A previous study with normal weight, overweight and obese participants at a mean age of 66 years with chronic heart failure, BMI was a better indicator of lean body mass than of adiposity (Oreopoulos et al., 2010). Furthermore, BMI thus not account nutritional status, disease risk factors, and disability (Heymsfield and Cefalu, 2013), confirming that, BMI as a proxy for obesity may lead to incorrect assumptions about the relationship between adiposity and outcomes in octogenarians older adult patients.
Diabetes have profound effects on muscle quality, since insulin resistance, inflammation, oxidative stress, and advanced glycation end-products may independently affect muscle mass and strength (Mesinovic et al., 2019). A previous study demonstrated that the presence of diabetes did not cause declines in MQI in older men, however poor glycemic control (defined as glycosylated hemoglobin levels of ≥8.5%) was associated with significant risk of decreased muscle quality (Yoon et al., 2016). Given the relationship between decreased muscle quality and diabetes, other studies demonstrated that older adults with diabetes present lower MQI and the duration of diabetes (years) also negatively affects MQI (Murai et al., 2018; Park et al., 2006). Our study concurs with previous studies, there appears to be a negative effect of diabetes mellitus on MQI within octogenarians and young older female and male adults.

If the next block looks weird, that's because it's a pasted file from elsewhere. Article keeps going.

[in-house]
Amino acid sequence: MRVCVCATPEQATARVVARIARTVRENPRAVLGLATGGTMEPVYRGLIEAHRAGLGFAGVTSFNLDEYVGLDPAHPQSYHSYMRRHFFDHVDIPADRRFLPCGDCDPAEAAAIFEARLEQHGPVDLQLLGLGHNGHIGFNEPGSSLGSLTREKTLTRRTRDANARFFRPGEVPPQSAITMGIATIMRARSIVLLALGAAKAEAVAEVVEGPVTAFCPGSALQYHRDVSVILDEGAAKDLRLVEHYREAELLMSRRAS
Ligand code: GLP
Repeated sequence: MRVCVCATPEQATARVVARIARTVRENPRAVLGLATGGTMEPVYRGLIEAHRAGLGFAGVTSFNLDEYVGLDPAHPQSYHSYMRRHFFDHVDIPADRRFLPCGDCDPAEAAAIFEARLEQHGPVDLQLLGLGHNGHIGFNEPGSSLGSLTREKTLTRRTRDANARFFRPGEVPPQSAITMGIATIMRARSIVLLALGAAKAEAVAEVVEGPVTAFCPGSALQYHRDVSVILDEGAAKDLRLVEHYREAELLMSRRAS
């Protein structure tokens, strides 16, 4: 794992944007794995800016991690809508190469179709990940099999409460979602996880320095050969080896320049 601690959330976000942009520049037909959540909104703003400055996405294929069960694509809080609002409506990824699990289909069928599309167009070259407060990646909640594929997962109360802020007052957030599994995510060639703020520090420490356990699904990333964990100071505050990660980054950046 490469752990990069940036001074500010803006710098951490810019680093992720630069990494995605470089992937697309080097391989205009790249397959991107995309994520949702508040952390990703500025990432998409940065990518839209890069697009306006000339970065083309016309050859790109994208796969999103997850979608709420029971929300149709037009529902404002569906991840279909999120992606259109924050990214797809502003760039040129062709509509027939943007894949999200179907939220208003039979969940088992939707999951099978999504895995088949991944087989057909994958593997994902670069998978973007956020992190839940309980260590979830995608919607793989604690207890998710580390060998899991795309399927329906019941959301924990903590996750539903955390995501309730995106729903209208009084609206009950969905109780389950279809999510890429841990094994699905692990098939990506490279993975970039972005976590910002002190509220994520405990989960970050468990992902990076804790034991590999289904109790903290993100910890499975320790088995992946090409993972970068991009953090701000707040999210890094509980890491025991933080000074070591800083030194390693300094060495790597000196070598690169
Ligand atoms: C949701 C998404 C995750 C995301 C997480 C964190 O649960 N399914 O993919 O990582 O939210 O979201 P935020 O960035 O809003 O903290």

Gender was also an important predictor of MQI, as women presented lower MQI when compared to men. The results of the present study are in accordance with previously published data (Fragala et al., 2012). Their findings demonstrated that women had inferior, lower body muscle quality when compared to men. Moreover, a previously data (Lynch et al., 1999) demonstrated a linear decline in arm MQ for both men and women associated with age. The effects of gender on MQI suggest that the contribution to reductions on MQI may differ by sex or perhaps have an interactive effect. This concept between octogenarians and young older individuals has not been adequately investigated and is of importance to public health.
Given the role that MQI plays in function and by measuring MQI from a practical standpoint, may be a fast and inexpensive metric to identify individuals at risk of functional decline (Fragala et al., 2015; Martinikorena et al., 2016; Studenski et al., 2014). Certainly, the strong correlation between field MQI and laboratory MQI measures demonstrated that our hypothesis to identify an index that would be both convenient and effective concurs with previous studies (Chiles Shaffer et al., 2017; Straight et al., 2013)